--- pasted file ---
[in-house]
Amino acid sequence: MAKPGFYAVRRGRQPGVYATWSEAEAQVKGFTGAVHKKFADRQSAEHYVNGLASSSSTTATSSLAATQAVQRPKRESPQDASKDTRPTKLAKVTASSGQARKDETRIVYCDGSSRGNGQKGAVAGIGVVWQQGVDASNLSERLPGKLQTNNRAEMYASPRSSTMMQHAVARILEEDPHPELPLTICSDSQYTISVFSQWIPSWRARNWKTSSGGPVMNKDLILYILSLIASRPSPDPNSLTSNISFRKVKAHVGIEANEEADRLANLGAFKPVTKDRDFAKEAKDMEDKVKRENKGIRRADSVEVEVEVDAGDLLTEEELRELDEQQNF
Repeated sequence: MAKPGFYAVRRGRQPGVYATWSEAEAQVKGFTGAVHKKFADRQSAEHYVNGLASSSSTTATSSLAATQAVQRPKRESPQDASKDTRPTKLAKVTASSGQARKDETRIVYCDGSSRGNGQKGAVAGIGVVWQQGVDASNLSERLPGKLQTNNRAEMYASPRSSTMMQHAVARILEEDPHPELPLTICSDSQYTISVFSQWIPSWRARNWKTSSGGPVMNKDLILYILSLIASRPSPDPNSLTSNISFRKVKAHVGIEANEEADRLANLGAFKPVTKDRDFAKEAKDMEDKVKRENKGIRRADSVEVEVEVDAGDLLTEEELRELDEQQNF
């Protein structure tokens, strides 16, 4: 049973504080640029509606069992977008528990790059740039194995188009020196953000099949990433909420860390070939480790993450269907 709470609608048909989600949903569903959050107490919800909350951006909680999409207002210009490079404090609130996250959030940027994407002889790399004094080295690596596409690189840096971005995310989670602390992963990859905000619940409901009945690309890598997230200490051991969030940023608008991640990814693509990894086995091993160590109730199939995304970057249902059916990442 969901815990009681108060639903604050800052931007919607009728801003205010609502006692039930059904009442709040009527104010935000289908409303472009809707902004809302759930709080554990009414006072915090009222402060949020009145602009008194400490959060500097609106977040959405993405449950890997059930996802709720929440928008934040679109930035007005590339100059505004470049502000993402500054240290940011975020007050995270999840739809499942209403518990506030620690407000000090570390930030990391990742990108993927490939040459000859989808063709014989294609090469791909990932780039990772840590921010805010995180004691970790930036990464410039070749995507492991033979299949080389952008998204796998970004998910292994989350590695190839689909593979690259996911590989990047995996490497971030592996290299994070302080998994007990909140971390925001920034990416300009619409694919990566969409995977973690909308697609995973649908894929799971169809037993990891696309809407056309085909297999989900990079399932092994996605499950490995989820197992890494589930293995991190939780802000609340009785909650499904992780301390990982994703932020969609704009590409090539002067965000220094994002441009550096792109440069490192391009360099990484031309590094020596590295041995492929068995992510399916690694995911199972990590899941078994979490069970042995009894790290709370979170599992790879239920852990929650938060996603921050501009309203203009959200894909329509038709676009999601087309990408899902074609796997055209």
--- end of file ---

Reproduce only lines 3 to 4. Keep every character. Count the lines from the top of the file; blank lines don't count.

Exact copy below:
Repeated sequence: MAKPGFYAVRRGRQPGVYATWSEAEAQVKGFTGAVHKKFADRQSAEHYVNGLASSSSTTATSSLAATQAVQRPKRESPQDASKDTRPTKLAKVTASSGQARKDETRIVYCDGSSRGNGQKGAVAGIGVVWQQGVDASNLSERLPGKLQTNNRAEMYASPRSSTMMQHAVARILEEDPHPELPLTICSDSQYTISVFSQWIPSWRARNWKTSSGGPVMNKDLILYILSLIASRPSPDPNSLTSNISFRKVKAHVGIEANEEADRLANLGAFKPVTKDRDFAKEAKDMEDKVKRENKGIRRADSVEVEVEVDAGDLLTEEELRELDEQQNF
């Protein structure tokens, strides 16, 4: 049973504080640029509606069992977008528990790059740039194995188009020196953000099949990433909420860390070939480790993450269907 709470609608048909989600949903569903959050107490919800909350951006909680999409207002210009490079404090609130996250959030940027994407002889790399004094080295690596596409690189840096971005995310989670602390992963990859905000619940409901009945690309890598997230200490051991969030940023608008991640990814693509990894086995091993160590109730199939995304970057249902059916990442 969901815990009681108060639903604050800052931007919607009728801003205010609502006692039930059904009442709040009527104010935000289908409303472009809707902004809302759930709080554990009414006072915090009222402060949020009145602009008194400490959060500097609106977040959405993405449950890997059930996802709720929440928008934040679109930035007005590339100059505004470049502000993402500054240290940011975020007050995270999840739809499942209403518990506030620690407000000090570390930030990391990742990108993927490939040459000859989808063709014989294609090469791909990932780039990772840590921010805010995180004691970790930036990464410039070749995507492991033979299949080389952008998204796998970004998910292994989350590695190839689909593979690259996911590989990047995996490497971030592996290299994070302080998994007990909140971390925001920034990416300009619409694919990566969409995977973690909308697609995973649908894929799971169809037993990891696309809407056309085909297999989900990079399932092994996605499950490995989820197992890494589930293995991190939780802000609340009785909650499904992780301390990982994703932020969609704009590409090539002067965000220094994002441009550096792109440069490192391009360099990484031309590094020596590295041995492929068995992510399916690694995911199972990590899941078994979490069970042995009894790290709370979170599992790879239920852990929650938060996603921050501009309203203009959200894909329509038709676009999601087309990408899902074609796997055209």